Portland will feel like Sunday Parkways 24-7-365, except with most everybody actually going someplace, and without the abnormal police presence making it feel like an illegal dream. In 2030, revive Sunday Parkways as an iro-nostalgic festival where motorists are encouraged to drive around at giddy lethal speeds up to 25mph in a predefined circuit of child-free streets, with heavy bicycle police escort, ending in the giant weedy parking lots at the edge of the Urban Growth Boundary, where lifestyle motorists and collectors store their excess vehicular tonnage at lower than the urban rate. Next to the recycling yards.
With far fewer cars than households, what will happen if suddenly for some reason everybody needs to drive at once? The interstate highway system, after all, was conceived and promoted alongside personal bomb shelters as a response to the threat of nuclear attack from the communists. “The great dangers are jam-ups and bottlenecks.” The H-bombs would be bad enough, but who wants to get nuked while fleeing at anything less than 90mph? I stopped living in that century in about 1979; some are slower to let it go. We’ll all manage.
Car sharing in my life
My household has never owned a car — never saw how that wouldn’t result in less bike riding? — but my driver’s license hasn’t lapsed in the 30 years since I first got one. Martina my wife and Clever partner has never actually driven at all. While bikes were plenty for us in the first 15 years of our togetherness in Frankfurt, Annapolis, Boston, Brooklyn, and San Francisco, when we got pregnant 9 years ago, we signed up for San Francisco’s then-new City Carshare, “just in case” this car-free thing turned out to be as exotic-in-a-bad-way as most of our peers seemed to think. We used it for the first time not on the way to the hospital to give birth, but taking our baby home nearly a week later, when the hospital refused to release our own child to us without us presenting an approved car seat. He escaped with his foreskin, but not without incantations of danger and safety in mandatory induction to the national religion that kills more children than anything else. Seven years later, these guys did it right.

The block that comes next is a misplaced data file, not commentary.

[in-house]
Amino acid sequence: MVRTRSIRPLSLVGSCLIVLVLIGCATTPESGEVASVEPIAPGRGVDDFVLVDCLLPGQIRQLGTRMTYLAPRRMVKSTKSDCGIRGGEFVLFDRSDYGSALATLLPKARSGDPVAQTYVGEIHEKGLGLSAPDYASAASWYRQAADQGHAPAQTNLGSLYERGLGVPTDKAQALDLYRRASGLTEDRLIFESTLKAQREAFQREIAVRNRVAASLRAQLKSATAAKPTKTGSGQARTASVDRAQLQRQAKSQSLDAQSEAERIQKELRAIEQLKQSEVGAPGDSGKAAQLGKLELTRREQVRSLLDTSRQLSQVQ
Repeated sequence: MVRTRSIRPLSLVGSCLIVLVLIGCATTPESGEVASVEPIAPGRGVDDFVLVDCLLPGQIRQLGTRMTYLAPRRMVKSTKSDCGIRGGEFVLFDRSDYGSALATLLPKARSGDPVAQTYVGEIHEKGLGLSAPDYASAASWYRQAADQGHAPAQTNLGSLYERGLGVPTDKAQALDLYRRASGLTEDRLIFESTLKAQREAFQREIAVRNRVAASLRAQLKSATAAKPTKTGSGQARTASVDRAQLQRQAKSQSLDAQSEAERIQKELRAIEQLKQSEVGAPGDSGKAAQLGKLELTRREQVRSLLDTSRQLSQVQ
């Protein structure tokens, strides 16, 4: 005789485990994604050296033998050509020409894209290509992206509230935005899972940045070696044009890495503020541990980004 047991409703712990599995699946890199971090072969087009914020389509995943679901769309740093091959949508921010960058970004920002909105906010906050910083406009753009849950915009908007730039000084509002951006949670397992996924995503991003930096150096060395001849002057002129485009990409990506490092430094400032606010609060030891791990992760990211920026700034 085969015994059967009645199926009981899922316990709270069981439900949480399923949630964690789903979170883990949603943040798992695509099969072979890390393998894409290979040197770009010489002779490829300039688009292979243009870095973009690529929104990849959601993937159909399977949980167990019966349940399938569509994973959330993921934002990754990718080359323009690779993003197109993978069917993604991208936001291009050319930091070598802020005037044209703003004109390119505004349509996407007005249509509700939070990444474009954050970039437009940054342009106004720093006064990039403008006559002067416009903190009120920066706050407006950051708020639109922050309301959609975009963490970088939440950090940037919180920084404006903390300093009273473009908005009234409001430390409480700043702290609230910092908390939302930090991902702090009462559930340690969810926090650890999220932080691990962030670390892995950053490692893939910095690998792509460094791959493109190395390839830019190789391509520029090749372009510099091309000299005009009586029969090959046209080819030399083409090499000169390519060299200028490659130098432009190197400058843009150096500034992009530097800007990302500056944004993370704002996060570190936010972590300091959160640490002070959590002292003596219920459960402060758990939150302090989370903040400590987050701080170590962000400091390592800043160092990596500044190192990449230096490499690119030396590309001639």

We’ve used a shared car in conjunction with a Brompton folding bike 3-4 times a year ever since, and sometimes a traditional rental for longer trips out of town. Always a luxury, never a necessity. Our boy has traveled by bike hundreds of times farther by bike — on our bikes — than any other mode save air. He could patch a flat before he could fasten a seat belt. He knows that we can use a car any time we want, but that we choose bikes. Thanks to car sharing, he knows there’s no point in owning one.
By never owning a car, by AAA cost estimates, we’ve saved a cumulative $240,000 or so since learning to drive. Priceless are the intangible benefits of eschewing habitual car use. But still, that’s a lot of bikes, with plenty left over to help us climb out of our $40K liberal arts student loan debts, and even buy a house, and then some. And so, we quit our day jobs and opened a bike shop that doesn’t carry sporting goods or car racks, to share the good news that bikes are enough in the city, even for families, almost always. For everything else, there’s car sharing.
Our business partners Dean and Rachel, with 4 children, own 1 car because Zipcar doesn’t have nearby choices that seat 6 with restraints, and even our biggest bikes aren’t quite up to the task of transporting them all together comfortably in any season, anywhere in town or beyond. O, they’ve tried! Their car sits mostly idle. They’ve already signed up to share it as soon as a local sharing service gets rolling.